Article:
I’m not formally educated in web use analysis, but I used to run a fairly large forum (100k+ users) with a pretty active community of posters during the mid-00s, and what I learned was that content production is really hard to force. Most of what we did to the structure of our site was to cater to those who brought us revenue in the form of content. We changed the rules of moderation for them, we changed the site layout for them, we rolled out our electronic red carpets and poured the e-champagne when they fostered meaningful conversations in public areas of the site.

    So far, I am seeing Google+’s community as three basic groups: content producers, content sharers, and content consumers. The content producers include people like +Mike Elgan, +Ryan Estrada, and +Danny Sullivan. They’re either posting new ideas, new art, or they’re trying to analyze trends in a meaningful way. The content re-sharers are sometimes non-person entities like +GPlus Tips, but it seems like most often, they’re people whose opinions we respect for reasons other than Google+ content generation. People like +Tom Anderson and +Chris Brogan produce some content, but seem to share more than they produce, and that is still very valuable, because they’re already famous (read: vetted) enough to have an influential opinion. Famous re-sharers also seem to have a good eye for what people might like to engage with in terms of content. Content consumers are the folks who simply lurk, absorb content, and perhaps occasionally comment. Still a valuable group, because if no one is digesting the content, it’s useless -- to Google as well as to the community.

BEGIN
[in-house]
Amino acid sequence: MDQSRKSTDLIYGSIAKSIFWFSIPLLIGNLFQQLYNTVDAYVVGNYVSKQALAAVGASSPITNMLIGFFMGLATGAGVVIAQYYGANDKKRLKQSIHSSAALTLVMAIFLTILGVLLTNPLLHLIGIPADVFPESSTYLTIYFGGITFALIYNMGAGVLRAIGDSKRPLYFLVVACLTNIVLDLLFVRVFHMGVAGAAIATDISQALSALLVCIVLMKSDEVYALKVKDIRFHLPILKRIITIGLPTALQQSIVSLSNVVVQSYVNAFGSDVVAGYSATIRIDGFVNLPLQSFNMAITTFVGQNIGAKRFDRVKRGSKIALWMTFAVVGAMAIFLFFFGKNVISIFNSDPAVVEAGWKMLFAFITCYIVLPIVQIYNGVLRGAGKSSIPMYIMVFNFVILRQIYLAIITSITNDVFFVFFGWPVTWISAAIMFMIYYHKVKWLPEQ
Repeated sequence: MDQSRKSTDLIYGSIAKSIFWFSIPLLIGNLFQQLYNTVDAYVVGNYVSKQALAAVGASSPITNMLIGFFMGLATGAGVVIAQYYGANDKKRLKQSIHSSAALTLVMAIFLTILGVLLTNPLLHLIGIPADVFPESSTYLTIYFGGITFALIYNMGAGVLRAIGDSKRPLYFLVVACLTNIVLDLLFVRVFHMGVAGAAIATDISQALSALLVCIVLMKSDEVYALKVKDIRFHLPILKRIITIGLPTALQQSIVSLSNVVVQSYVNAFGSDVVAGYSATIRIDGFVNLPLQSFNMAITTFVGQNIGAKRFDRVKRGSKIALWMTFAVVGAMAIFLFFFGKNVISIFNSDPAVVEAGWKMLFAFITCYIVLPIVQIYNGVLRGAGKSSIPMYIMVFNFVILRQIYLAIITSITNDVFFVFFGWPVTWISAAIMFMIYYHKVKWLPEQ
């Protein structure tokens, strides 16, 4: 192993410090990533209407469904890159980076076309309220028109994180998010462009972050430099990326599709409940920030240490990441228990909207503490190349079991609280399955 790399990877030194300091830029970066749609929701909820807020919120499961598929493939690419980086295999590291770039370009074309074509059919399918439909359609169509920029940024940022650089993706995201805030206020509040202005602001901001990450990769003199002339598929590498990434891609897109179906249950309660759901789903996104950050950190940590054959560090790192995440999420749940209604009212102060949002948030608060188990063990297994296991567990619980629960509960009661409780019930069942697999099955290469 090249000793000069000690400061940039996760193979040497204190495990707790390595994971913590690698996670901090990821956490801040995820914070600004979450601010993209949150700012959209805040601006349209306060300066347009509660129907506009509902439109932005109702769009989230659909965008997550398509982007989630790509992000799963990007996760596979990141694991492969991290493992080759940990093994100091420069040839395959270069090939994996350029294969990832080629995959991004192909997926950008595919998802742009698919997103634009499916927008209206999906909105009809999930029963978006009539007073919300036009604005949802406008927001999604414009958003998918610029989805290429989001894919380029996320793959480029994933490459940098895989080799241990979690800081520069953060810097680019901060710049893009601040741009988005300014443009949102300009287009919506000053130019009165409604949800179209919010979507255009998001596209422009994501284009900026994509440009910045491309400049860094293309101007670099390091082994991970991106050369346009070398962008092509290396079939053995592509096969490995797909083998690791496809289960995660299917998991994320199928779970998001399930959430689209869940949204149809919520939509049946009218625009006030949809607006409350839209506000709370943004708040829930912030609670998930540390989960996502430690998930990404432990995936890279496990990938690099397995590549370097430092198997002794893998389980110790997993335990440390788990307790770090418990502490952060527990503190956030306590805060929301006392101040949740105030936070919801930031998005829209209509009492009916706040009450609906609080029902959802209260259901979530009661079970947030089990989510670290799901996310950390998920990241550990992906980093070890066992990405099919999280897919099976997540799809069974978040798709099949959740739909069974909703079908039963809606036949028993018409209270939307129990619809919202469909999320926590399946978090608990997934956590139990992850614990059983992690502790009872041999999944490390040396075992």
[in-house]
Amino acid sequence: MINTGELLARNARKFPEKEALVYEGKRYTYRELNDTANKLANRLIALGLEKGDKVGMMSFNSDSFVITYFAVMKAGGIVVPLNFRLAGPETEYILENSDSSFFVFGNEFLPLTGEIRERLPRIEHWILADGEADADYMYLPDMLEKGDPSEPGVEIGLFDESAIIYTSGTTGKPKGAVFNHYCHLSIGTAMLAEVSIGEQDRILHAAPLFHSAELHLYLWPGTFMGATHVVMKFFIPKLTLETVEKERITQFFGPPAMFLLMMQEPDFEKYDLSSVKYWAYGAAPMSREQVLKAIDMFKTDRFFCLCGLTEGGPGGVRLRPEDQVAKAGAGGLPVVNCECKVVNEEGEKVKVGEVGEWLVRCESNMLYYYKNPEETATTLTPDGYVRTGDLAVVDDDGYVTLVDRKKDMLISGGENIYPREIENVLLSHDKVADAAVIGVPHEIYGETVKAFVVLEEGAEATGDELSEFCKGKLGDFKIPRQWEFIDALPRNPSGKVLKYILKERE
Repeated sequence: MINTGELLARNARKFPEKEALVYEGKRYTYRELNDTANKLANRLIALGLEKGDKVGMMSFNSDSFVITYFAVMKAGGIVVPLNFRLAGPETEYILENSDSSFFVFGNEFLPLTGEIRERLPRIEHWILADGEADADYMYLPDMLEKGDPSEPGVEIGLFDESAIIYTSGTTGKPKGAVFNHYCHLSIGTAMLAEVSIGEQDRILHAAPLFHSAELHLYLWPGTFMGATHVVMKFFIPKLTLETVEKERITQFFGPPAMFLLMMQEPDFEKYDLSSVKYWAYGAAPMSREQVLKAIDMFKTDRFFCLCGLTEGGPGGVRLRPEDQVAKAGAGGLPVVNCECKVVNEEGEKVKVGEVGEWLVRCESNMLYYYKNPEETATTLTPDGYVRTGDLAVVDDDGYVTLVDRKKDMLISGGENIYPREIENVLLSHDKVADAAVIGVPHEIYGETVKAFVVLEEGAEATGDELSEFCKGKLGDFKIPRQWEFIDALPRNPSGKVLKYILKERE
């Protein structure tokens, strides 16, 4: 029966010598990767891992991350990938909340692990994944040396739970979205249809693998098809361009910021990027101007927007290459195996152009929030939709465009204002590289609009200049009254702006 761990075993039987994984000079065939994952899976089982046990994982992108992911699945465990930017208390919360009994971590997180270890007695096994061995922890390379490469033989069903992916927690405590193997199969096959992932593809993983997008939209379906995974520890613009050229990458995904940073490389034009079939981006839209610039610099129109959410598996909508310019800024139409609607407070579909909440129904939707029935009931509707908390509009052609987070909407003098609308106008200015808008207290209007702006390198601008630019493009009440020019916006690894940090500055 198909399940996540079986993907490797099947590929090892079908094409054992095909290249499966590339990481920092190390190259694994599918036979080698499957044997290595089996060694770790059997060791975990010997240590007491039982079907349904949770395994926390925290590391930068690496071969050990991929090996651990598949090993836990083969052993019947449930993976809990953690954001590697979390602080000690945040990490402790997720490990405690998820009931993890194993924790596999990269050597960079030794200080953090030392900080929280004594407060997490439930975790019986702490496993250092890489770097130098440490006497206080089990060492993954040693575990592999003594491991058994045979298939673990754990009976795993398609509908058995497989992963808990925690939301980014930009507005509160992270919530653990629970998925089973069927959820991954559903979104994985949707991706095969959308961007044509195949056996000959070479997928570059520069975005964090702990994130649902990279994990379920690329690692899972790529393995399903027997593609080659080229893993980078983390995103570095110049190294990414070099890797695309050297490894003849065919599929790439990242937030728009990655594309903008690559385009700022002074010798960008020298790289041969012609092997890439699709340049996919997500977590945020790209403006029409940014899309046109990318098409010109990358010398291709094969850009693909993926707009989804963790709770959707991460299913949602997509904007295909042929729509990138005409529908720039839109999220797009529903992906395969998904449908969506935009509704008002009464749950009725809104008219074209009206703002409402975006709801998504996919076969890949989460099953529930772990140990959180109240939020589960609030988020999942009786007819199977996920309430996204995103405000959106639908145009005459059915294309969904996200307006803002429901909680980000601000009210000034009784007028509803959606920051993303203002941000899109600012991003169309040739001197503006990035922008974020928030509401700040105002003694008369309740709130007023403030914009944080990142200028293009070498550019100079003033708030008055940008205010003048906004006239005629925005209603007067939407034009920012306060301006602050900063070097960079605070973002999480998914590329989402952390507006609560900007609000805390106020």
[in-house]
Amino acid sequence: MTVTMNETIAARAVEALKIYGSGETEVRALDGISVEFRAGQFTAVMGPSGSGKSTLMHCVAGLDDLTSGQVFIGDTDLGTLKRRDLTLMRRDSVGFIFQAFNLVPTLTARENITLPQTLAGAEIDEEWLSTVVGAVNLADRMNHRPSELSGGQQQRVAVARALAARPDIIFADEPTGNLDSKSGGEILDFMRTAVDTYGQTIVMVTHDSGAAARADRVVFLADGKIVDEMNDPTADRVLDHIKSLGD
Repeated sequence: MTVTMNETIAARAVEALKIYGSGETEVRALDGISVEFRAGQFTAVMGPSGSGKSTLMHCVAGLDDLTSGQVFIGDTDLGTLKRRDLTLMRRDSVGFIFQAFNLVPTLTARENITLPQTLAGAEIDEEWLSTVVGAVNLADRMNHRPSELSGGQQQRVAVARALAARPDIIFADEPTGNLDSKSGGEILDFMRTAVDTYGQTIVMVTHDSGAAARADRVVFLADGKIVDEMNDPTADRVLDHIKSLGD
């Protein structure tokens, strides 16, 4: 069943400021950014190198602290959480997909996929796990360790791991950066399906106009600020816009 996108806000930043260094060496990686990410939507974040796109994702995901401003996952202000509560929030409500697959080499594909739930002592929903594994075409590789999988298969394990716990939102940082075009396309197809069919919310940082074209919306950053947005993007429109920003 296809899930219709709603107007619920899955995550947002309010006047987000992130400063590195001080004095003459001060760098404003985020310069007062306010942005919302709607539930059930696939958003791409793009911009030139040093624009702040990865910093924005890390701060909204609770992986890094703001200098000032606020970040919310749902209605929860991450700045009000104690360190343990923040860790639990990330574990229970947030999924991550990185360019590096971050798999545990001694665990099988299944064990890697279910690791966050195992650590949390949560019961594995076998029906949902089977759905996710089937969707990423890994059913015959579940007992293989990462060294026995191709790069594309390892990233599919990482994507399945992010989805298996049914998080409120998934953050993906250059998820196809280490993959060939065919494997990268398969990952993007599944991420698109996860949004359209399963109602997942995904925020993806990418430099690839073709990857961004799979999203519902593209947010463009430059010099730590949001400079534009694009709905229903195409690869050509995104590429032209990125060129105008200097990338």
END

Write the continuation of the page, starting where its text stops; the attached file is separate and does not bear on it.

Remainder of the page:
What is my point? It’s the same one I keep making: engage with the community, because content generation and usage is going to shape what Google chooses to do with this product. Whatever your philosophical feelings are regarding the idea of treating public content like a commodity, that’s what it is on the Internet. It doesn’t mean you have to be disingenuous, it means you have to make sure you have something to say (or a song to share that you wrote, or a painting you made, etc.) if you’re going to share it with the public. I keep making sweeping, overly-optimistic statements about Google+ having the power to change the way we interact socially, to let us move forward as human beings. I say these things because I really think it’s possible.